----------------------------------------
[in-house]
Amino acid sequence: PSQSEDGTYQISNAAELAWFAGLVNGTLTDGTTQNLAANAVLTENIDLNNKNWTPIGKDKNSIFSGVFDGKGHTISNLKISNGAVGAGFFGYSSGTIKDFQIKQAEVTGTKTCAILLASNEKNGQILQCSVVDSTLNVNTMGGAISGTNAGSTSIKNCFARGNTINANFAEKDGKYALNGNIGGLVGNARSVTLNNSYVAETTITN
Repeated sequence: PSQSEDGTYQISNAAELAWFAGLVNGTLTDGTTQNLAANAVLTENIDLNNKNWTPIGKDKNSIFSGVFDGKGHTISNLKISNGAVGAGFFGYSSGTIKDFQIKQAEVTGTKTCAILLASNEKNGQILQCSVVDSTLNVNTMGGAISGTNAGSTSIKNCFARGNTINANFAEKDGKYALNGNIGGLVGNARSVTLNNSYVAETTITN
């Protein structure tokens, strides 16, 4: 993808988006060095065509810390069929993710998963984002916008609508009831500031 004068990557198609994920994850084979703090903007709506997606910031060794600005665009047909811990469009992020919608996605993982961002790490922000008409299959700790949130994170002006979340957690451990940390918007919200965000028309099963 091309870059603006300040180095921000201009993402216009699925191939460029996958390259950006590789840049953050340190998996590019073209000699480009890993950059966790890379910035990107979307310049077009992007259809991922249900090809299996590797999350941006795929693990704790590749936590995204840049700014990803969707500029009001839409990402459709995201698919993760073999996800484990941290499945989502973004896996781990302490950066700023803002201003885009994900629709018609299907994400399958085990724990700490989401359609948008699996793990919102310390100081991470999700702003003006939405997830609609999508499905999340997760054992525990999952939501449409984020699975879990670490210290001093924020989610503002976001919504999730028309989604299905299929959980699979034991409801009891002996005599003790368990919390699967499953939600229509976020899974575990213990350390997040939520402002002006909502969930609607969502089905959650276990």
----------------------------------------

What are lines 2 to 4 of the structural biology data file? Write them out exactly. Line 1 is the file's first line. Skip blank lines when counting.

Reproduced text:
Amino acid sequence: PSQSEDGTYQISNAAELAWFAGLVNGTLTDGTTQNLAANAVLTENIDLNNKNWTPIGKDKNSIFSGVFDGKGHTISNLKISNGAVGAGFFGYSSGTIKDFQIKQAEVTGTKTCAILLASNEKNGQILQCSVVDSTLNVNTMGGAISGTNAGSTSIKNCFARGNTINANFAEKDGKYALNGNIGGLVGNARSVTLNNSYVAETTITN
Repeated sequence: PSQSEDGTYQISNAAELAWFAGLVNGTLTDGTTQNLAANAVLTENIDLNNKNWTPIGKDKNSIFSGVFDGKGHTISNLKISNGAVGAGFFGYSSGTIKDFQIKQAEVTGTKTCAILLASNEKNGQILQCSVVDSTLNVNTMGGAISGTNAGSTSIKNCFARGNTINANFAEKDGKYALNGNIGGLVGNARSVTLNNSYVAETTITN
């Protein structure tokens, strides 16, 4: 993808988006060095065509810390069929993710998963984002916008609508009831500031 004068990557198609994920994850084979703090903007709506997606910031060794600005665009047909811990469009992020919608996605993982961002790490922000008409299959700790949130994170002006979340957690451990940390918007919200965000028309099963 091309870059603006300040180095921000201009993402216009699925191939460029996958390259950006590789840049953050340190998996590019073209000699480009890993950059966790890379910035990107979307310049077009992007259809991922249900090809299996590797999350941006795929693990704790590749936590995204840049700014990803969707500029009001839409990402459709995201698919993760073999996800484990941290499945989502973004896996781990302490950066700023803002201003885009994900629709018609299907994400399958085990724990700490989401359609948008699996793990919102310390100081991470999700702003003006939405997830609609999508499905999340997760054992525990999952939501449409984020699975879990670490210290001093924020989610503002976001919504999730028309989604299905299929959980699979034991409801009891002996005599003790368990919390699967499953939600229509976020899974575990213990350390997040939520402002002006909502969930609607969502089905959650276990």